A view of Sunrise Mill, the county-owned historic structure on Swamp Creek
ZIEGLERVILLE PA – Montgomery County planners claim they’ve heard and learned from area residents who objected to a preliminary proposal, introduced in January (2017), that would create a “Swamp Creek Greenway” and trail stretching across portions of Lower Frederick, Limerick, and New Hanover townships. Now they’re ready to talk about the proposal again, with changes they say reflect the earlier discussion.
The initial proposal had a potential to draw future recreational traffic to an area a short distance northeast of Lower Pottsgrove.
A second public meeting on the greenway, and a feasibility study for its accompanying “Sunrise Trail,” is scheduled to be held Thursday (March 30) from 6-8 p.m. in the auditorium of Perkiomen Valley Middle School West, 220 Big Rd. The event is free to attend and open to the public.
During the meeting planners and those in attendance intend to discuss “revised priorities and trail alignments based on input from the first public meeting and other public input,” according to a commission promotional brochure. In the first half-hour, from 6-6:30 p.m., the commission will conduct an open house at which maps and other presentation materials will be available for public viewing. A “brief presentation” follows at 6:30 p.m., with remaining “time for public comments,” it added.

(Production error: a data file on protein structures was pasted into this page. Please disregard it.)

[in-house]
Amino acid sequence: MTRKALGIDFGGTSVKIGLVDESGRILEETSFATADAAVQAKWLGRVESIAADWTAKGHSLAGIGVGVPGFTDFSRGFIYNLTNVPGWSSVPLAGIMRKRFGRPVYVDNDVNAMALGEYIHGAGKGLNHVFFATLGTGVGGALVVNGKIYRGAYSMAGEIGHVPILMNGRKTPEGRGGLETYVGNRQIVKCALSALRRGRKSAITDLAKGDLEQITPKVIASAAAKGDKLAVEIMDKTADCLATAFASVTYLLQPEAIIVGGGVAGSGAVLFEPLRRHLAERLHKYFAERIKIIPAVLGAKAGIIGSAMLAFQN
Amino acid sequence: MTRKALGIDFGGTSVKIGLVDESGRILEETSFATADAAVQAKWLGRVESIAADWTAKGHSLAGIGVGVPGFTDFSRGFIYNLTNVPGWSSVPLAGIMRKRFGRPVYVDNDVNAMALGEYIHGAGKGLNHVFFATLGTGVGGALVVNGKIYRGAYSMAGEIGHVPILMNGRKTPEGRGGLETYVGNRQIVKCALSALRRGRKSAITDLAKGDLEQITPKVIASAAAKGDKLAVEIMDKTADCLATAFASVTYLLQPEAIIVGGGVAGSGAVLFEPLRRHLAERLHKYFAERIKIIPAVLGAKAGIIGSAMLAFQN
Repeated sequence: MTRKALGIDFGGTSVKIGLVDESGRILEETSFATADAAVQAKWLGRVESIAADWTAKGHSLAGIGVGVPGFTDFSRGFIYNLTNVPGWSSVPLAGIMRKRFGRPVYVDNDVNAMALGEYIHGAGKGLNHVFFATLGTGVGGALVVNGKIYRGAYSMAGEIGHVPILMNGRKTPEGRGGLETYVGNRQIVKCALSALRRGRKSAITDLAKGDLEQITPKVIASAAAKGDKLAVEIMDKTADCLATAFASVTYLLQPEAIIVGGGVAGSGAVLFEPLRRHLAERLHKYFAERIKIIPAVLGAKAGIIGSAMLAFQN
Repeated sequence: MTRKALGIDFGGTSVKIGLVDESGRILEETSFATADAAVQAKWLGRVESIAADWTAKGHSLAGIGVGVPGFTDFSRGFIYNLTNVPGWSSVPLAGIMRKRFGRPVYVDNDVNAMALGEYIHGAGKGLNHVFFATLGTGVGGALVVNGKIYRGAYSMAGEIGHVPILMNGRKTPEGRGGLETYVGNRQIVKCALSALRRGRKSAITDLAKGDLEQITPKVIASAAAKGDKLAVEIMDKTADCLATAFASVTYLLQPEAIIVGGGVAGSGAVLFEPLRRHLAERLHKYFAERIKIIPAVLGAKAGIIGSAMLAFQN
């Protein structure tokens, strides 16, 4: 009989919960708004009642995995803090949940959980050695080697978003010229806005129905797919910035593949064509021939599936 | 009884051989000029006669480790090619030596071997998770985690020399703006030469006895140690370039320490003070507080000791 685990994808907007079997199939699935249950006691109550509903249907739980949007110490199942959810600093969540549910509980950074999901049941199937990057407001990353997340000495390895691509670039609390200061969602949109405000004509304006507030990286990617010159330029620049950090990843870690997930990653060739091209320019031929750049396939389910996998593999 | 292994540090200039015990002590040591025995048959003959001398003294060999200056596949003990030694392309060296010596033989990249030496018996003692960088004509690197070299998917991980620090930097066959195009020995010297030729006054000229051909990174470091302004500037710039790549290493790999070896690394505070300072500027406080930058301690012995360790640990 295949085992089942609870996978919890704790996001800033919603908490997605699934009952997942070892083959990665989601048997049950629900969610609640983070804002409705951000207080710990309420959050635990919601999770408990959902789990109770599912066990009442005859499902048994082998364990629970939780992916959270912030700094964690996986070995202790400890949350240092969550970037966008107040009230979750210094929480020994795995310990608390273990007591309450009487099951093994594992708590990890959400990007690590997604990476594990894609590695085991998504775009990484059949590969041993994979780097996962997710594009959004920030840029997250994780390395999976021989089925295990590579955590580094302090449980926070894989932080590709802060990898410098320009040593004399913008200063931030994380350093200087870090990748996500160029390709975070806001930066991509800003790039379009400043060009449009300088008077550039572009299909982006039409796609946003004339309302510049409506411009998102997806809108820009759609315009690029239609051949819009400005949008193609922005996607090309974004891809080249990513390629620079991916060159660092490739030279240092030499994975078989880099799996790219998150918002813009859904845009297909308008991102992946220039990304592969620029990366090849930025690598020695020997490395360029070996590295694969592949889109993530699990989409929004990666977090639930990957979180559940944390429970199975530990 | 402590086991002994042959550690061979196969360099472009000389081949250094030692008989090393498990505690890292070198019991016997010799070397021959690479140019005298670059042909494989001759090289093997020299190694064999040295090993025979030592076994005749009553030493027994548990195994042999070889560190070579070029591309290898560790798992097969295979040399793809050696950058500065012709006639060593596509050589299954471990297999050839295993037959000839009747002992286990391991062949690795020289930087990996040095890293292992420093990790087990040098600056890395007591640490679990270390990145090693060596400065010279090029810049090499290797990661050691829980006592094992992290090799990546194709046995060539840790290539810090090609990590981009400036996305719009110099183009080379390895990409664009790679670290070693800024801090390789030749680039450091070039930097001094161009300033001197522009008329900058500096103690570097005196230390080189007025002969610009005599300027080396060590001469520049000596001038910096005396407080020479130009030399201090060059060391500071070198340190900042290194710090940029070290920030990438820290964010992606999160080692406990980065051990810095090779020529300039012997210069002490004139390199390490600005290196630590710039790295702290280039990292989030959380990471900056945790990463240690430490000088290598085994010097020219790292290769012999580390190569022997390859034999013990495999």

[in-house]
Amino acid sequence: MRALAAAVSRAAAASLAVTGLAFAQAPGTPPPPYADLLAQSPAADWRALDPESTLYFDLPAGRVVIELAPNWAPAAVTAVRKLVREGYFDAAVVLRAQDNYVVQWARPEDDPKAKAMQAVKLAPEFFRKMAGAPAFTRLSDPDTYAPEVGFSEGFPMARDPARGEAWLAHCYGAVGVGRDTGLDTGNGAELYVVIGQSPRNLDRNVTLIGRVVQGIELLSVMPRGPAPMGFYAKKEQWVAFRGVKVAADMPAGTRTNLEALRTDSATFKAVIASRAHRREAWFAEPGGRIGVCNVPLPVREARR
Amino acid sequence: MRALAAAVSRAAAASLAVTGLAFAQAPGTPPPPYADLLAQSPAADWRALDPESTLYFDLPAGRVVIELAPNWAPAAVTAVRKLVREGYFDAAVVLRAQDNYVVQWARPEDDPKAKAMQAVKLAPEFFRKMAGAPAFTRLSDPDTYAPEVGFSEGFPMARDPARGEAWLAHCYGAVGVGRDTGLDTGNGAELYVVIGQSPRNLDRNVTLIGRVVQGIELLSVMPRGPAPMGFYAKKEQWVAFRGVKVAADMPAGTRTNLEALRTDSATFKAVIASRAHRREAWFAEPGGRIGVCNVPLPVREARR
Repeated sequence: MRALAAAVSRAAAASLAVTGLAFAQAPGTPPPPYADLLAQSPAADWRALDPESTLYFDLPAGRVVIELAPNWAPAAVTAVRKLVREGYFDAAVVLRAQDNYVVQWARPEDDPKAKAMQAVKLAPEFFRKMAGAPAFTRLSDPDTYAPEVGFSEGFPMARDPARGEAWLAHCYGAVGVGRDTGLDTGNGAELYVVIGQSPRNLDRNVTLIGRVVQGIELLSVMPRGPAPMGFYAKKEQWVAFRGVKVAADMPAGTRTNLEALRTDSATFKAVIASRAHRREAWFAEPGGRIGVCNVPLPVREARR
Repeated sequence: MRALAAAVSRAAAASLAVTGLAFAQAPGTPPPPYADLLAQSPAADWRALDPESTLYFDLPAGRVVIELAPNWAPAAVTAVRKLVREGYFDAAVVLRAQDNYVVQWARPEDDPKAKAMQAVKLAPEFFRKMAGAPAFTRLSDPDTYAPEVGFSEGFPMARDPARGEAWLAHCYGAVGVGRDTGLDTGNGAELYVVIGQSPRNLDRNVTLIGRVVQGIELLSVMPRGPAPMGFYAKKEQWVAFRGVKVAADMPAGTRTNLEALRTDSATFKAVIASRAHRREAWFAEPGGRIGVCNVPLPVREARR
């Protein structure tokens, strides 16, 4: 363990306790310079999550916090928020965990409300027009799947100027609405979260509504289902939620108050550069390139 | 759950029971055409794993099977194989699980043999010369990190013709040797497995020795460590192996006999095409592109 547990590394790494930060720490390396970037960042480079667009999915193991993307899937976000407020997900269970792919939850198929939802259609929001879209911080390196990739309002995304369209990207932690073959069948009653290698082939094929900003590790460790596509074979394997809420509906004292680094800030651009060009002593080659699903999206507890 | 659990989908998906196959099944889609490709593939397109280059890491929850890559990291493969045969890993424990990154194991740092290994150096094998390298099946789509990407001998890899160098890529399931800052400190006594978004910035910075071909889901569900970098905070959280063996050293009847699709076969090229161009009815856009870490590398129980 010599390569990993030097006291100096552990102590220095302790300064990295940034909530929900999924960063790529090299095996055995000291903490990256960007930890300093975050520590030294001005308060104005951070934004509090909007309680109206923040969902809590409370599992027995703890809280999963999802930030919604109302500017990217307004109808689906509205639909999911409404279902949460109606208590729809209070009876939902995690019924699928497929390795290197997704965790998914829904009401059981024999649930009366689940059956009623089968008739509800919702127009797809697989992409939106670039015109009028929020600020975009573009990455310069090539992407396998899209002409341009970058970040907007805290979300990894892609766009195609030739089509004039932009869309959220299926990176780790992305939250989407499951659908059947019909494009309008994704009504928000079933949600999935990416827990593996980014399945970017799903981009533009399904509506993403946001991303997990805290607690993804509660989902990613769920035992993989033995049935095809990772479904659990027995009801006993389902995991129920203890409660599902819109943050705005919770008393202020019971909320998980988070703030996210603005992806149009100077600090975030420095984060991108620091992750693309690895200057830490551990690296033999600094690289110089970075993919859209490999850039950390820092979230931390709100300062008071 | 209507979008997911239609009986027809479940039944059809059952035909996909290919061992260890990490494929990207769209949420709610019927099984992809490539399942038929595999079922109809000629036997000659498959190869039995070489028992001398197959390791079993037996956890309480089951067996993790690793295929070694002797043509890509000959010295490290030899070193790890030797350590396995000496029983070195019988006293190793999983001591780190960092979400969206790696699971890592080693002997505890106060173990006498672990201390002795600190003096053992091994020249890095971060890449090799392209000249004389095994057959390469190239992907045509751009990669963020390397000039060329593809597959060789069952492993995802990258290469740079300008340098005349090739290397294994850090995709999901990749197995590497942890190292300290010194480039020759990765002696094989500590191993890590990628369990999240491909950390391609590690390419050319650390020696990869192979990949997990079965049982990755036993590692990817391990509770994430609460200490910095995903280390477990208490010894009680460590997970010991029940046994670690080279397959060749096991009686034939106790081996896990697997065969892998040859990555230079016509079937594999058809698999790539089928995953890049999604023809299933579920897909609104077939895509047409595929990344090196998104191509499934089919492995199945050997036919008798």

Two other future meetings are already scheduled: a presentation of the draft study set for June 15; and of the final study on Oct. 6. Times and locations for those sessions have not yet been announced.
The county owns a 200-acre parcel that follows Swamp Creek, bordered by Swamp Creek Road at the north; Grebe and Yerger roads at the south, and divided through the middle by Neiffer Road. It is the home of Sunrise Mill, a grist and sawmill built in 1767, also owned by the county but not currently open to the public. The mill, if eventually refurbished, and its surroundings were initially envisioned as a trail centerpiece when presented during January in three different scenarios.
Some affected property owners complained publicly they were given either inadequate advance notice, or none at all, about the January session. Others worried the plans would involve a county effort to seize portions of their properties; that notion met with strong opposition from the Lower Frederick Township Board of Supervisors. Township Police Chief Paul Maxey also suggested a creek-side trail might create problems for law enforcement.
Photo from the county Planning Commission